One of Aliu’s writerly talents is her ability to capture the rapid-fire thought processes of her characters, carefully wrought in their own vernacular. In the opening story, “You Say Tomato,” the narrator hits the ground running:

My mother ate taycos and tortillia chips. She had good idears. She said that Mac was playing Nytendo, that he needed some deroderizer for his pits, that my real father had told her his name meant warrior in Albanian, but it was actually more like Shit for Brains.

Many of the stories share this staccato cadence. The voices come at us loudly and insistently. Hear me. In all my ugliness, hear what I have to say. These voices talk fast, demand to be heard, and carry us along for the wild ride.

If there’s a release valve for the painful realities to which Aliu exposes us in story after story, it comes in the form of humor. The voices are sardonic or self-deprecating or just playful. In the title story, for instance, the narrator compares what she sees at her next-door neighbor’s house to her own in this way:

I couldn’t blame Danny for getting so fat, when his grandma was always next door cooking up eggplant parm and a different kind of cacciatore for every day of the week. It was all bacon fat and red sauce over there, and sometimes the smells creeping into my kitchen from hers made the macaroni-and-government-cheese I made three times a week taste better and sometimes just bitter.

The fast pacing and quick wit of Aliu’s narrators kept me entranced. These aren’t people I’m eager to be friends with—I certainly wouldn’t want to step into their shoes and live their difficult lives—but their vivid portrayal forces me to pay attention to them. To feel their pain. To validate their struggle.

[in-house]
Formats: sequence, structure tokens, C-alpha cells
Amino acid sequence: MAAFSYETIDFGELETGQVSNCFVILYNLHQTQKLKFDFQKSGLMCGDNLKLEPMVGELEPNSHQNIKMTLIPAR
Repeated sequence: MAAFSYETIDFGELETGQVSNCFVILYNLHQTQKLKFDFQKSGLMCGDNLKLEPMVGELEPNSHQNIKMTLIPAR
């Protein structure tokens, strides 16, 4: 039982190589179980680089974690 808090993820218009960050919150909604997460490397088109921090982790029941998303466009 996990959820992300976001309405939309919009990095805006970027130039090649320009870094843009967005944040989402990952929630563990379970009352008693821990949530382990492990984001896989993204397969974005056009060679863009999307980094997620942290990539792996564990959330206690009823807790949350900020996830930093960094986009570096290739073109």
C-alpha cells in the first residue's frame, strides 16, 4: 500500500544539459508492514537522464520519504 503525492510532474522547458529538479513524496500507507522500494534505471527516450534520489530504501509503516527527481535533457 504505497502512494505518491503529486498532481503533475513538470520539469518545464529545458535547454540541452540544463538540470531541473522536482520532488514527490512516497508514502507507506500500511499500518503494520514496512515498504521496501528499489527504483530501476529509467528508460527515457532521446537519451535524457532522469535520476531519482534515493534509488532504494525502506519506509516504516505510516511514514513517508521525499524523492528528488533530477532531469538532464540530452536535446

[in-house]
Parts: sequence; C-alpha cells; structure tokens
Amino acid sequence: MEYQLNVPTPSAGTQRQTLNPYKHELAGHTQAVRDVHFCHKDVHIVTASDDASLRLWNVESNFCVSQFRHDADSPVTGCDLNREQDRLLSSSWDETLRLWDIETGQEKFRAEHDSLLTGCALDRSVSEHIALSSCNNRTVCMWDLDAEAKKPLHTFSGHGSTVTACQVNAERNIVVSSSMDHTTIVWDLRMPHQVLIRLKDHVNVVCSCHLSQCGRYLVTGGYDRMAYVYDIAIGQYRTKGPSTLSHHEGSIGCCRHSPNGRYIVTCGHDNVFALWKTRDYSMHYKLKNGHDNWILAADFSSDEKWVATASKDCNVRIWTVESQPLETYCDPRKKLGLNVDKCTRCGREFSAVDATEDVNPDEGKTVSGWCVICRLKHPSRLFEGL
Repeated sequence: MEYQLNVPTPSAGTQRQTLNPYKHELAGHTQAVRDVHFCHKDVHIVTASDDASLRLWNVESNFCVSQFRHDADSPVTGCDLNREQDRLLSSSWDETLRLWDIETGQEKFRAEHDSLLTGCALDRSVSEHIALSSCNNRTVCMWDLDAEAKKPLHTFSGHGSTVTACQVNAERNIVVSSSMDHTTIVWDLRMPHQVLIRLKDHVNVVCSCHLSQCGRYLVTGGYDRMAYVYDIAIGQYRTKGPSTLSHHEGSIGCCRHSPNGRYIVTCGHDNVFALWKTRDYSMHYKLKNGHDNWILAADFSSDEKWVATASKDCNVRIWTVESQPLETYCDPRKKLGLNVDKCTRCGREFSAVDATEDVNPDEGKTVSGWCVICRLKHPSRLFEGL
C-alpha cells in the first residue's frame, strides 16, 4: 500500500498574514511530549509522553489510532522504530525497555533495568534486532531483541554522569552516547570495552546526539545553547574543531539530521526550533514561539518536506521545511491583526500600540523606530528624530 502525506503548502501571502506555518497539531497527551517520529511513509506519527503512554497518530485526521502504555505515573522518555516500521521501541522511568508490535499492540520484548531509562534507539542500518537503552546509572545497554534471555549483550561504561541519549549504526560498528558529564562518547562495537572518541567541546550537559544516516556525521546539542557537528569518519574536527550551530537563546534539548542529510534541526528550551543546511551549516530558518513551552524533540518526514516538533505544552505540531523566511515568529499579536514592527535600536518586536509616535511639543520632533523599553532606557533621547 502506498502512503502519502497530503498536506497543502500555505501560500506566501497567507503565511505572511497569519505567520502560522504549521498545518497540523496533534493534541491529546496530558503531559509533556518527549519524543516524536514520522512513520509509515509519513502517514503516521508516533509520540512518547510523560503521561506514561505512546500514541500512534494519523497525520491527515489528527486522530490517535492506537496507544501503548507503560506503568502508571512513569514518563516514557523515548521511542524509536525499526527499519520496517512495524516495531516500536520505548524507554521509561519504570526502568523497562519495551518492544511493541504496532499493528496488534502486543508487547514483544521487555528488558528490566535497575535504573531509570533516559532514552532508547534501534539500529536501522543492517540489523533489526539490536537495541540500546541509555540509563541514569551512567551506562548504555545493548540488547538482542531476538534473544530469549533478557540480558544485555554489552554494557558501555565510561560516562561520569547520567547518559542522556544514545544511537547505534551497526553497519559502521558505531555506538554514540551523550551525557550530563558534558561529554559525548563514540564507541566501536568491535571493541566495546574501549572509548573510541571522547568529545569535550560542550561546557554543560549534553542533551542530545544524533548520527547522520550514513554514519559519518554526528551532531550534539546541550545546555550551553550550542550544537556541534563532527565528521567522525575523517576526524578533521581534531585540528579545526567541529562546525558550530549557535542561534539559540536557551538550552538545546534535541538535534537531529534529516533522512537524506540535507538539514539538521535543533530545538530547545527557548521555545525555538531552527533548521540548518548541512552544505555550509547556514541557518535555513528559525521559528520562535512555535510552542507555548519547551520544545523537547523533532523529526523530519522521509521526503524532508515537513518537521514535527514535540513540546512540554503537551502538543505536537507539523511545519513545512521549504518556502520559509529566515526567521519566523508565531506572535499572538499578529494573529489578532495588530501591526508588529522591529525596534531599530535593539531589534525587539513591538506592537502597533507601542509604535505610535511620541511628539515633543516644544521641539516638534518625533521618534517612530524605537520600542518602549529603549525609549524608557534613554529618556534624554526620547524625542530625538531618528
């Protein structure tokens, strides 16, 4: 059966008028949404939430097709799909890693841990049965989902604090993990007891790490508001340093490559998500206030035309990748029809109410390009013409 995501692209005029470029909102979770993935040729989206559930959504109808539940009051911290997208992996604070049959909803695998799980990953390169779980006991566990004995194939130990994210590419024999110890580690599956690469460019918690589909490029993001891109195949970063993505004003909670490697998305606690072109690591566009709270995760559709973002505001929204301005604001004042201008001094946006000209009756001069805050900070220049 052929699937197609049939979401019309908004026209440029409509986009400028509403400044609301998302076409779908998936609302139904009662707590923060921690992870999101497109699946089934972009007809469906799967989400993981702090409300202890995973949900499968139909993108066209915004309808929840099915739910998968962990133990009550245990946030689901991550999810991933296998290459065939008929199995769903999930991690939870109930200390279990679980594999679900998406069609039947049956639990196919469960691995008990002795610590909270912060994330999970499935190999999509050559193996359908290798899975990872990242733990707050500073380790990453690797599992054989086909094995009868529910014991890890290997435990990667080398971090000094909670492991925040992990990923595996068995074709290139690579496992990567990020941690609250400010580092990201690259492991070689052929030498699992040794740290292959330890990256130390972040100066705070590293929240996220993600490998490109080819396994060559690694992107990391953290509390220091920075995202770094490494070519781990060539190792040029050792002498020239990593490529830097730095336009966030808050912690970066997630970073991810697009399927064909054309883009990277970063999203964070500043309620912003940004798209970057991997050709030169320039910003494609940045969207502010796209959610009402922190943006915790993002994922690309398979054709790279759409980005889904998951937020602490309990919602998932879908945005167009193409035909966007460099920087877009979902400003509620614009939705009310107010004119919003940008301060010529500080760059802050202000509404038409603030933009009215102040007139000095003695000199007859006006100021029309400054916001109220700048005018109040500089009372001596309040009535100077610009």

If there’s one disappointment I had in the collection, it was that Aliu doesn’t take on class dichotomy as a theme of her stories, a potential missed opportunity. If it hadn’t been specifically mentioned that these stories were set in Connecticut, I doubt I would have recognized my home state. Connecticut is one of the wealthiest states in the US and has one of the lowest poverty rates; it also has one of the highest rates of income inequality. Aliu chooses to keep her stories entirely entrenched in their insular, financially starving world, a place that is interchangeable with the hundreds of other small cities in America for which economic depression is the norm, not a phase. If anything, the characters in these stories seem entirely unaware that another kind of life exists a few miles away.

But this authorial choice does not diminish the quality of Aliu’s powerful fiction. Her dark humor keeps us from being overwhelmed by the futility of her characters’ lives and her knack for choosing the just-right small moment within a life wrought with dysfunction brings her message home without becoming maudlin or preachy. This may not be the Connecticut you thought you knew, but I, for one, am grateful to see those velvet curtains drawn aside.

About the Reviewer

Jennifer Wisner Kelly’s stories, essays and reviews have appeared in the Massachusetts Review, the Greensboro Review, the Beloit Fiction Journal, Poets & Writers Magazine, Colorado Review, and others. She recently attended residencies at the Jentel Foundation, the Virginia Center for the Creative Arts and the Kimmel Harding Nelson Center for the Arts. Ms. Kelly is the Book Review Editor for fiction and nonfiction titles at Colorado Review.